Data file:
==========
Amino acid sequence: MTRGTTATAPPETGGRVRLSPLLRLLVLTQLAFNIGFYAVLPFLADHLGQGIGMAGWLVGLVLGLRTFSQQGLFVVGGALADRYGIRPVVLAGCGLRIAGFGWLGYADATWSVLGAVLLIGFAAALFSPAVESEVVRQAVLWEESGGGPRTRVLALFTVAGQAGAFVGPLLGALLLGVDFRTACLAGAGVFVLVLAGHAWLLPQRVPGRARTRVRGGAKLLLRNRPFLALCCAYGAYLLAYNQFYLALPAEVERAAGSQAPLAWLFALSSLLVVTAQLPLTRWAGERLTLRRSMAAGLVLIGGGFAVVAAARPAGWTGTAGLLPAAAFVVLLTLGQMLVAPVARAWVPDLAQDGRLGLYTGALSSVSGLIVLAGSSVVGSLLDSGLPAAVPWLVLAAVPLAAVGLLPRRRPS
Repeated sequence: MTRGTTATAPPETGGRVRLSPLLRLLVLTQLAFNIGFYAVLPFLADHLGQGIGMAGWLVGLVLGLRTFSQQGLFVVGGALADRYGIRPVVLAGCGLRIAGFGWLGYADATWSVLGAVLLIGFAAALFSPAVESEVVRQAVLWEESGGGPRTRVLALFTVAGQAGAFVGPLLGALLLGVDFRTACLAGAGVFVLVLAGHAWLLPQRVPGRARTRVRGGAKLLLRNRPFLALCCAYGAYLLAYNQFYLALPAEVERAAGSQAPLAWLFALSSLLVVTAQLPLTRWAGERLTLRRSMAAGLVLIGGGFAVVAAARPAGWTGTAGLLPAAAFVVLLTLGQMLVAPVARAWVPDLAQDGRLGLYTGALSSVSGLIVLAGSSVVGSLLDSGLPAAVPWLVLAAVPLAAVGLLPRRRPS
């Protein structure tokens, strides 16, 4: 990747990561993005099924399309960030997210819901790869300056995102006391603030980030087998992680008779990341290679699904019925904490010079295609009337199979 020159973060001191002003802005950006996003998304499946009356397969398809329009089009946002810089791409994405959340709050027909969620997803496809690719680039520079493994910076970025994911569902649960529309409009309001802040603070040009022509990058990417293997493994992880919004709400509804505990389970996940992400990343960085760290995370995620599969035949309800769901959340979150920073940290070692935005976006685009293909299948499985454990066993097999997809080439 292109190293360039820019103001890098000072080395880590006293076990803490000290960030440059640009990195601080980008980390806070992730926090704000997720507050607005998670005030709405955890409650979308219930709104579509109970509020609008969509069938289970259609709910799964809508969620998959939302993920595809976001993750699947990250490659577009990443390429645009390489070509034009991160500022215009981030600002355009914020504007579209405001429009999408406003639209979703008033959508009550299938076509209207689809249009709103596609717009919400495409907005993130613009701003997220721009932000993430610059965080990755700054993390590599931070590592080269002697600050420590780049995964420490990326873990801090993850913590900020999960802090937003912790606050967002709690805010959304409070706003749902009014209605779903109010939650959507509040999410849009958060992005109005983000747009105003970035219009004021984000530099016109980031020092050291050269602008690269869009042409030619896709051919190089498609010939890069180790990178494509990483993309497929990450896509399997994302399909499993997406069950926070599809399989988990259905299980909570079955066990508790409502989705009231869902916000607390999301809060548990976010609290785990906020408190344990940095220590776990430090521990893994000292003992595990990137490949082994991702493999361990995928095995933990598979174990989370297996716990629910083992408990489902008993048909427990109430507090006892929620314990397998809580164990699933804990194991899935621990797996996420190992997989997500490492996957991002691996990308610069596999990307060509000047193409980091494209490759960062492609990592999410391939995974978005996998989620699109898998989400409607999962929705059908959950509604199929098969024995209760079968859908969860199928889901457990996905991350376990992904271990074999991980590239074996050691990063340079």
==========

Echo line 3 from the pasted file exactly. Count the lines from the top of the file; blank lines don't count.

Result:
């Protein structure tokens, strides 16, 4: 990747990561993005099924399309960030997210819901790869300056995102006391603030980030087998992680008779990341290679699904019925904490010079295609009337199979 020159973060001191002003802005950006996003998304499946009356397969398809329009089009946002810089791409994405959340709050027909969620997803496809690719680039520079493994910076970025994911569902649960529309409009309001802040603070040009022509990058990417293997493994992880919004709400509804505990389970996940992400990343960085760290995370995620599969035949309800769901959340979150920073940290070692935005976006685009293909299948499985454990066993097999997809080439 292109190293360039820019103001890098000072080395880590006293076990803490000290960030440059640009990195601080980008980390806070992730926090704000997720507050607005998670005030709405955890409650979308219930709104579509109970509020609008969509069938289970259609709910799964809508969620998959939302993920595809976001993750699947990250490659577009990443390429645009390489070509034009991160500022215009981030600002355009914020504007579209405001429009999408406003639209979703008033959508009550299938076509209207689809249009709103596609717009919400495409907005993130613009701003997220721009932000993430610059965080990755700054993390590599931070590592080269002697600050420590780049995964420490990326873990801090993850913590900020999960802090937003912790606050967002709690805010959304409070706003749902009014209605779903109010939650959507509040999410849009958060992005109005983000747009105003970035219009004021984000530099016109980031020092050291050269602008690269869009042409030619896709051919190089498609010939890069180790990178494509990483993309497929990450896509399997994302399909499993997406069950926070599809399989988990259905299980909570079955066990508790409502989705009231869902916000607390999301809060548990976010609290785990906020408190344990940095220590776990430090521990893994000292003992595990990137490949082994991702493999361990995928095995933990598979174990989370297996716990629910083992408990489902008993048909427990109430507090006892929620314990397998809580164990699933804990194991899935621990797996996420190992997989997500490492996957991002691996990308610069596999990307060509000047193409980091494209490759960062492609990592999410391939995974978005996998989620699109898998989400409607999962929705059908959950509604199929098969024995209760079968859908969860199928889901457990996905991350376990992904271990074999991980590239074996050691990063340079």